3. Whether the specific term passes the 'officious bystander' test.

At the first Sembcorp step, the court found that the entire commercial purpose of the parties' contract was for CAA to supply structural elements to Newcon in full, in sequence, and in time. Despite this, the letter of intent contained no express provisions on this point. The gaps arose because parties failed to contemplate them and were a result of the "rudimentary" and "haste" form in which the parties reduced their agreement into writing in the letter of intent. Although express terms on the commercial purpose were found in the letter of acceptance—which indicated that Newcon did contemplate these gaps—it was only after the parties had themselves contractually bound by way of the letter of intent.

At the second Sembcorp step, the court commented that CAA knew of the direct connection between its timely delivery and Newcon's timely performance of its obligation to the Employer. The delivery also had to occur in a particular sequence as the main contract—and laws of physics—required the works to be performed in a particular sequence. Business efficacy therefore necessitates an implied term as to timeliness in the production and delivery of the slabs, and for a contractual consequence for breach of that implied term.

At the third Sembcorp step, the court accepted Newcon's submission that the commercial purpose of the parties' contract made it necessary to imply that CAA was to proceed with its works with due diligence and expedition at all times until completion. It was also necessary that time be of the essence (which was implied into this contract), but only with respect to the first implied term of due diligence and expedition. Without this implied term making time of the essence, Newcon would have to wait patiently for CAA to miss each delivery date and even then, it would have no right to terminate but a right only to sue for damages. The court stressed that this second implied term did not entitle Newcon to terminate for any breach of any time provision under the contract. Even then, it did not give Newcon the right to terminate for breach of the first implied term. Newcon could only terminate if the breach, taken together with other breaches, went to the root of the parties' bargain.

CAA's breach of obligations

The court found that CAA breached both the express and implied terms of the parties' contract. In relation to the express terms, it was clear that CAA had failed to meet the delivery schedule as set out in the letter of acceptance. In relation to the implied terms, CAA failed to proceed with its works with due diligence and expedition because it failed to plan its production to meet the schedule, and did fail to deliver on time.

Entitlement of Newcon to terminate the contract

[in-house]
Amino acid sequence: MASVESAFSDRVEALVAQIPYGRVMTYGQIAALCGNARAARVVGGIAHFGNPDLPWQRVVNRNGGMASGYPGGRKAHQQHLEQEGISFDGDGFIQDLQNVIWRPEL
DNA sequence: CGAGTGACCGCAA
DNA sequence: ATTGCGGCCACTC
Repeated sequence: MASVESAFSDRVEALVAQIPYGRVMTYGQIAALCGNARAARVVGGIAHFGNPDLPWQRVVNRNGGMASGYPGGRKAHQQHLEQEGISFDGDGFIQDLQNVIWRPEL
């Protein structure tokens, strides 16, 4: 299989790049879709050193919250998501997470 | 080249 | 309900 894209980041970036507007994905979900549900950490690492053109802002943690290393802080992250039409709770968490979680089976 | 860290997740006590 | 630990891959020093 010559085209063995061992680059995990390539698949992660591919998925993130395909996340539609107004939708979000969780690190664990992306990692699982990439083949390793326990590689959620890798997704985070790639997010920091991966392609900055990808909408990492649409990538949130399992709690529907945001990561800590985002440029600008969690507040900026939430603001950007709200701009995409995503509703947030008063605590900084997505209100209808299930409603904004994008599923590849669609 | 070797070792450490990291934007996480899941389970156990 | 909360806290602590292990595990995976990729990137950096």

Since the letter of acceptance did not form part of the contract, Newcon was not entitled to rely on the express right of termination.

Nevertheless, the court held that Newcon was entitled to terminate the contract. In light of the commercial purpose of the contract, both the express term in the letter of intent requiring CAA to follow progress on site and implied term of due diligence and expedition constituted conditions of contract. CAA's breach of these conditions were thus a repudiatory breach entitling Newcon to terminate either under (i) common law or (ii) implied term making time of the essence. Even if those two terms were not conditions, breaches of both terms deprived Newcon of substantially the whole benefit it intended to obtain from the contract, and were sufficient to trigger its right to terminate.

Concluding remarks by the court

Since Newcon did not wrongfully terminate the contract, the bulk of CAA's claim failed. However, CAA was entitled to be paid for the slabs it actually produced and delivered. Newcon, on the other hand, was allowed the additional cost in engaging a replacement sub-contractor as this cost was reasonably foreseeable from CAA's breach and Newcon acted reasonably in doing so. However, Newcon's claim for liquidated damages failed as it was only a right found in the letter of acceptance, which did not form part of the parties' contract. Nevertheless, Newcon's claim for liquidated damages paid to the Employer was allowed as this flowed directly from CAA's breach and was within the reasonable contemplation of the parties if CAA failed to perform its obligations.


This case is important as it signifies the willingness of the court to imply a term in a construction contract obliging a contractor to proceed with due diligence and expedition. More significantly, it is open to the courts to imply a term making time of the essence in relation to certain terms in the contract. Also, in order to safeguard the rights and obligations of both parties, parties have to be sure that any subsequent contract that arises after the signing of a letter of intent is properly signed and unequivocally accepted. Otherwise, the subsequent contract may not be taken to form part of the parties' contract at all.